Smoking: Among smokers, approximately 48% carry the A1 allele. Those who carried the A1 allele tend to smoke from an earlier age and have a more difficult time when they try to quit smoking. In people who had been able to successfully quit smoking or had never smoked at all, the prevalence of the A1 allele was significantly less.
Studies have determined that over 50% of those who are pathological gamblers carry the A1 allele. Those with more severe cases of gambling were more likely to carry the A1 allele. Furthermore, in a sample of men who had comorbid drug and gambling problems, the A1 allele was found among 76% – very significant.
In the human genome, chromosome #11 is responsible for containing the gene that codes the D2 dopamine receptor; this is one of 6 total receptors.
In cases of reward deficiency syndrome, many neurotransmitter receptors have been investigated. Although there is generally a complex interplay between receptors that contribute to this condition, the most influential type is the dopamine receptor. Specifically the D2 dopamine receptor count tends to be reduced among those with RDS. This receptor is responsible for regulating attentional processes, motor control, motivation, and other important executive functions. Deficiencies in the D2 dopamine receptor can contribute to a variety of different disorders depending on the individual. Mathematically speaking, based on a predictive model called the “Bayes Theorem” – people carrying the A1 allele for the D2 receptor has approximately a 74% chance of developing a disorder as a result of reward deficiency syndrome. The specific disorder that a person develops will depend on other genetics and environmental influences.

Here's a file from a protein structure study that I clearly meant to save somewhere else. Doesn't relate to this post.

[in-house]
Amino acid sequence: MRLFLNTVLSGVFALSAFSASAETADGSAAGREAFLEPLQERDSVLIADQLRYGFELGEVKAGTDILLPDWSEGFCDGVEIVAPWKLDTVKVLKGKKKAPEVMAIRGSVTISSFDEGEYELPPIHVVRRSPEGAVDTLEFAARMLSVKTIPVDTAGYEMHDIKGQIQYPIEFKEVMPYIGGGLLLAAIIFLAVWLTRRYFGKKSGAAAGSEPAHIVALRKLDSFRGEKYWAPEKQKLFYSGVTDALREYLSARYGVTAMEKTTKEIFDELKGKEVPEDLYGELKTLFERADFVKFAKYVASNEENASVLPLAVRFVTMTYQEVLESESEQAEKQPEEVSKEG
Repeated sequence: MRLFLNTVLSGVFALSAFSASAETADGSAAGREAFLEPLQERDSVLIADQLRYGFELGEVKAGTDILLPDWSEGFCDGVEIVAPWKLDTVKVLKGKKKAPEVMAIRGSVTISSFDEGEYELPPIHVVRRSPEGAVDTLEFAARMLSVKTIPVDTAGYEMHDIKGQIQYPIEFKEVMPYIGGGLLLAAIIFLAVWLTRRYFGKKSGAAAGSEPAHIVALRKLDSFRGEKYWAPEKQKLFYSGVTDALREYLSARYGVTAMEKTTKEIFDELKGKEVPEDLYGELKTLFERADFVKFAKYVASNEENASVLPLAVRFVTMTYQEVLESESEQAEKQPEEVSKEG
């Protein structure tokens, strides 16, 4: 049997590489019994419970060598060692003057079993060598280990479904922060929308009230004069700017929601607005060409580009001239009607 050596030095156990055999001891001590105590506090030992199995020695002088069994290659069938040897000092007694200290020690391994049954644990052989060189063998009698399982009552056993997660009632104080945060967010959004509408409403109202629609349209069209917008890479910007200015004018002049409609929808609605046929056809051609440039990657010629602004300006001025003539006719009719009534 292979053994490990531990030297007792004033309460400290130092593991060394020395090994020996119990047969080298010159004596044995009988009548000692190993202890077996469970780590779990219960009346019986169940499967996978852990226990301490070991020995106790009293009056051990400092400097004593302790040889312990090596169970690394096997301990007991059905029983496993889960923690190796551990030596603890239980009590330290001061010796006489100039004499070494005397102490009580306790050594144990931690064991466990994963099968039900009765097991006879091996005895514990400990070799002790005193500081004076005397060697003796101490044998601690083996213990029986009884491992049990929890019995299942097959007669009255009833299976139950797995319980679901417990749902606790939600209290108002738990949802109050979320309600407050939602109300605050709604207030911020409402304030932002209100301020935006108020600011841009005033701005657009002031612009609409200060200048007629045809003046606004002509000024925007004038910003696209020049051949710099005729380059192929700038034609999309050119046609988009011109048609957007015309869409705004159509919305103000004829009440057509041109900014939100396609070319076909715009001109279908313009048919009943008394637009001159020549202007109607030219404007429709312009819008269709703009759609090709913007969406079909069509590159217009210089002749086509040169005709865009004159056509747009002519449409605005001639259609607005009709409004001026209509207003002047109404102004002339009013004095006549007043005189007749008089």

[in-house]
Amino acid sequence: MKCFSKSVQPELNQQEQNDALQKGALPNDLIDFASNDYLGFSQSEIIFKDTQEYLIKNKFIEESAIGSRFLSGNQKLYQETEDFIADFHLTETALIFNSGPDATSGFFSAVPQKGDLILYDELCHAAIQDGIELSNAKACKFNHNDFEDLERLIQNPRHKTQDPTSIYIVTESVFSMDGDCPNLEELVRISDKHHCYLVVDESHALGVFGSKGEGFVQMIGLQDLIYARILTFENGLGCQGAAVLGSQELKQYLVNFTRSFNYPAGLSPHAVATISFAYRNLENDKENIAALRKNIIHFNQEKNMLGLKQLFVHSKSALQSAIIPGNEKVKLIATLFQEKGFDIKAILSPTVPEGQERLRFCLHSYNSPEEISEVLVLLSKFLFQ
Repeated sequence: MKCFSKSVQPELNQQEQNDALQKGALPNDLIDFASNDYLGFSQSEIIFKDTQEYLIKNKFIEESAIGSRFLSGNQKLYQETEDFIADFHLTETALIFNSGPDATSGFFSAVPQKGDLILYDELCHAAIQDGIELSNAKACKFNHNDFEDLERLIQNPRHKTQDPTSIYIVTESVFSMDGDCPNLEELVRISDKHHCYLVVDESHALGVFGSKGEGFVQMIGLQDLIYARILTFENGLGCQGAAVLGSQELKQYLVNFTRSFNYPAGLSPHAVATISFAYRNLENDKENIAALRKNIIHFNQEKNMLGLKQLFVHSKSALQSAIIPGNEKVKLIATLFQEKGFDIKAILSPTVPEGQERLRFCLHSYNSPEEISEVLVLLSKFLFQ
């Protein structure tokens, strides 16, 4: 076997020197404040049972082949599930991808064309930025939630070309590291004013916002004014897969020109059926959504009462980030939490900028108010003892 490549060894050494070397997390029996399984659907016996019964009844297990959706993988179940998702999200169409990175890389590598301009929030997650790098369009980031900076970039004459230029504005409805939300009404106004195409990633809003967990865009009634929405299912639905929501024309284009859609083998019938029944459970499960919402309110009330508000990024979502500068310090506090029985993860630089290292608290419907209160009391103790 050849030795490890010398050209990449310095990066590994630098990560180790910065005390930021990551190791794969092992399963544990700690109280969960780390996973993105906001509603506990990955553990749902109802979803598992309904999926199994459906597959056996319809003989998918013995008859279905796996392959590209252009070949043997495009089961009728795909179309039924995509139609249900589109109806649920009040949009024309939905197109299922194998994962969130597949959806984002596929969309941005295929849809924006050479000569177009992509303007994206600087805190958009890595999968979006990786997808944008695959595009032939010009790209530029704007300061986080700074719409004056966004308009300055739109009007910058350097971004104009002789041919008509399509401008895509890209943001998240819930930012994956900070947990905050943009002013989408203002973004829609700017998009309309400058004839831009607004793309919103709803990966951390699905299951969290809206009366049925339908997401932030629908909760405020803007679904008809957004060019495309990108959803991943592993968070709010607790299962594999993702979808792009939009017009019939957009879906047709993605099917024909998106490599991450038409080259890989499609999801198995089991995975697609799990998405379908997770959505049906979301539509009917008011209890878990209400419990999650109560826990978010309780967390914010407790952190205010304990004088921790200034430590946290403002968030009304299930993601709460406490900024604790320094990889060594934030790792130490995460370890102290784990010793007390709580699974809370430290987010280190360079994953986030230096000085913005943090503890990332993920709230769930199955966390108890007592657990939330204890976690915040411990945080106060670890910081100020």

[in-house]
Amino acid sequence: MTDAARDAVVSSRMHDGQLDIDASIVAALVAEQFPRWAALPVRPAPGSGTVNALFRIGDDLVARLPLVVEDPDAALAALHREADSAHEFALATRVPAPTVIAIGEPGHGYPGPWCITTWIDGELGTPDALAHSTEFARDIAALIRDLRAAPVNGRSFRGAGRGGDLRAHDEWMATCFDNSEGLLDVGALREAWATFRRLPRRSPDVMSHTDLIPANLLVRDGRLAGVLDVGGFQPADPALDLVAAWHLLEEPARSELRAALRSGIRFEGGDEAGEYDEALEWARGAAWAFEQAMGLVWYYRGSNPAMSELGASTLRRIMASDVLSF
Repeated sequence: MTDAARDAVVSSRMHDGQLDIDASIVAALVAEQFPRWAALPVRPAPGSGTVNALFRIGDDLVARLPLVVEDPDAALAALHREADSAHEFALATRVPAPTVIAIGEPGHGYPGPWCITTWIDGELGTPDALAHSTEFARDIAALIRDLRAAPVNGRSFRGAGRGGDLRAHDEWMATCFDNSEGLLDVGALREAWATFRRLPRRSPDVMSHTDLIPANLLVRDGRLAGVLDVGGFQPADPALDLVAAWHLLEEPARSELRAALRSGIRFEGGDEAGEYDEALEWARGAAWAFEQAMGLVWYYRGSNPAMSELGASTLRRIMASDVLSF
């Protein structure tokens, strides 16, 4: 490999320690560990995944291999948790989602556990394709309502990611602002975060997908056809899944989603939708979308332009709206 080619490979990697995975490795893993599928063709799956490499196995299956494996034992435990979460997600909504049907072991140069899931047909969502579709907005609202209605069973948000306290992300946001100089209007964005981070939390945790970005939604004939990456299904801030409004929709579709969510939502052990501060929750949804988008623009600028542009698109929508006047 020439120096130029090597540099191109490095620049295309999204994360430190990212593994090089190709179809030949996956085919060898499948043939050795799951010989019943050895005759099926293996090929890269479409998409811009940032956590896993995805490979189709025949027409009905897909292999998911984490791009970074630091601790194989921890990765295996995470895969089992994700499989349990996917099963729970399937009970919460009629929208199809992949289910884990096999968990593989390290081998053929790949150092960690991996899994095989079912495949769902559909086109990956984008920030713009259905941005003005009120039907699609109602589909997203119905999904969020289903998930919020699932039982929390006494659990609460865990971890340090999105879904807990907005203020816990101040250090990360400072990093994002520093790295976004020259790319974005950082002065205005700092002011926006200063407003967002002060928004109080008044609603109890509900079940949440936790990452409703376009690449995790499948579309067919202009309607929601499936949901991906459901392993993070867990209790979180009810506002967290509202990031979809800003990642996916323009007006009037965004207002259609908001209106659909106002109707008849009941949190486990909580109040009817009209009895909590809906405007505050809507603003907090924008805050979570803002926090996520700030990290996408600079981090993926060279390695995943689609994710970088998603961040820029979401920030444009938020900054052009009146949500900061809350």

It is believed that the D4 receptor may also have an influence in cases of RDS. Those who carry a certain variation of this gene are more likely to be thrill seekers and/or seek out reward. This receptor is believed to contribute to RDS significantly less compared to variants of the D2 receptor.
There is a major underlying genetic component to reward-deficiency syndrome. Kenneth Blum has determined that it can be passed on throughout generations and tends to run in families. For example, his research has shown that alcoholism can run in families as a result of those carrying a certain allele. Researchers believe that an inherent chemical imbalance or abnormal D2 activity influences how people react to certain events and situations. Among those with the A1D2 gene, it is believed that people experience alterations with the signaling processes in the reward center of the brain. This leads to feelings of anxiety, anger, and craving for a certain substance to help alleviate negative emotions. The addictive behavior such as using drugs, gambling, or alcohol makes the individual feel more “normal.”
How many less D2 receptors do those with the A1 allele have? Approximately 30%-40% less than a person without it. It is hypothesized that the A1 allele is capable of reducing the expression of the D2 gene compared to individuals carrying the A2 allele. It is also possible that sites for the D2 receptors become altered among those with the A1 allele.